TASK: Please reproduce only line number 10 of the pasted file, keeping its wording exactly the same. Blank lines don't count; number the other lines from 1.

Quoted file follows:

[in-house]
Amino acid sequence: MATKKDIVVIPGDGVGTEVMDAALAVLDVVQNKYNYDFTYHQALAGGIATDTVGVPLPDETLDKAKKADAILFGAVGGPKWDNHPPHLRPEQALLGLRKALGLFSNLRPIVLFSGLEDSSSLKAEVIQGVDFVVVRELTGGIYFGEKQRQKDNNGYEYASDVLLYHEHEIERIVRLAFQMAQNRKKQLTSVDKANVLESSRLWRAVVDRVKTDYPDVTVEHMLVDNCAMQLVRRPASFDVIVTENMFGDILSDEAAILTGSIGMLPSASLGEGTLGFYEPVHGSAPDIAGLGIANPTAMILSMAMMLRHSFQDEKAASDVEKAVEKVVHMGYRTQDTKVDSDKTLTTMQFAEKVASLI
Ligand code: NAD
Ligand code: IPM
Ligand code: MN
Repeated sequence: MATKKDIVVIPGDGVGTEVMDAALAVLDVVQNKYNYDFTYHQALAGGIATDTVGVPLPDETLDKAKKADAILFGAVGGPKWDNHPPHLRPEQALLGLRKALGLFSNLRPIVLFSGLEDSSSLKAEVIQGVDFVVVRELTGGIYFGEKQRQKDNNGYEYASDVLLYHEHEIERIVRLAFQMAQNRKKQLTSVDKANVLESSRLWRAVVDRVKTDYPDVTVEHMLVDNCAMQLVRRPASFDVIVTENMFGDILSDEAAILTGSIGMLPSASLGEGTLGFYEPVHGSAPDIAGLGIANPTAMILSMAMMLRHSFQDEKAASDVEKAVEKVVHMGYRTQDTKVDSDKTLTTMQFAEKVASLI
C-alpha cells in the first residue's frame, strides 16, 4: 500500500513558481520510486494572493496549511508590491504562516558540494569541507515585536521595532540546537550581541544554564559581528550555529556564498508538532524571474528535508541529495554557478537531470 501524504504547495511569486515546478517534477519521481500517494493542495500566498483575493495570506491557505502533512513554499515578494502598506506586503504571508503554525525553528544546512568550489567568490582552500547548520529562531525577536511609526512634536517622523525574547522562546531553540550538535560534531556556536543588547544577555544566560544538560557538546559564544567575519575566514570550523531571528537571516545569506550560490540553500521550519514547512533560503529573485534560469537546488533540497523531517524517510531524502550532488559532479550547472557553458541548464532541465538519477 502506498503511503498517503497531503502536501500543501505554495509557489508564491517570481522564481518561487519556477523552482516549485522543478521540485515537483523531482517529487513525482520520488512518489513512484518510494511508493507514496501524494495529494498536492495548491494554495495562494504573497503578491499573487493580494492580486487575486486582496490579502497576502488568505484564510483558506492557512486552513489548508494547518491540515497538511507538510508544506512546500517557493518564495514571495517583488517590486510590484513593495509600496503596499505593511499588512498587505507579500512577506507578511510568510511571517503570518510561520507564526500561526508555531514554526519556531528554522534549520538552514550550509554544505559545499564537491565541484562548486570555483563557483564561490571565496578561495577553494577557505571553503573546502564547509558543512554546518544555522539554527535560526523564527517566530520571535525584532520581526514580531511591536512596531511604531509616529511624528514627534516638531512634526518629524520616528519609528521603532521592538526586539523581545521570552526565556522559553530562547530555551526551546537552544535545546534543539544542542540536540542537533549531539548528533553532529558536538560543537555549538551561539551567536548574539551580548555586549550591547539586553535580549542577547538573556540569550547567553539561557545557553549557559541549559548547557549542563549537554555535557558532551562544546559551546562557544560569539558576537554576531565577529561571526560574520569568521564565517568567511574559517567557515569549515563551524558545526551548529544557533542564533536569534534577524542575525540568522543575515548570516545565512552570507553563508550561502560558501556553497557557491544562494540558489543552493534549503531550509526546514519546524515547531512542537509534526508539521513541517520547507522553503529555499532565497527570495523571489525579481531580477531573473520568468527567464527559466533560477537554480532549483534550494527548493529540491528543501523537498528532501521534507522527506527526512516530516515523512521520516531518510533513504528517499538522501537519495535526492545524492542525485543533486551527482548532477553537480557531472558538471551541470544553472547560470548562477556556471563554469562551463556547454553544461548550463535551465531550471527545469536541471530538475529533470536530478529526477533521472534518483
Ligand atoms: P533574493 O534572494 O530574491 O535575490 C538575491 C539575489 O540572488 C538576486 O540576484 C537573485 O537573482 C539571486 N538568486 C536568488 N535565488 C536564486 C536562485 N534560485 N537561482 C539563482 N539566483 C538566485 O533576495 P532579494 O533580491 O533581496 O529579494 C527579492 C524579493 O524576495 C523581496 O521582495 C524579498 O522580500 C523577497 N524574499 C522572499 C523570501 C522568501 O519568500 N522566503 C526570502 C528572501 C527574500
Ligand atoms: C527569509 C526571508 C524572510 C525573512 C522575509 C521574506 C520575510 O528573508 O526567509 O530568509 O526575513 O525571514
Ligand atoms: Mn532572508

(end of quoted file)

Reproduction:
Ligand atoms: Mn532572508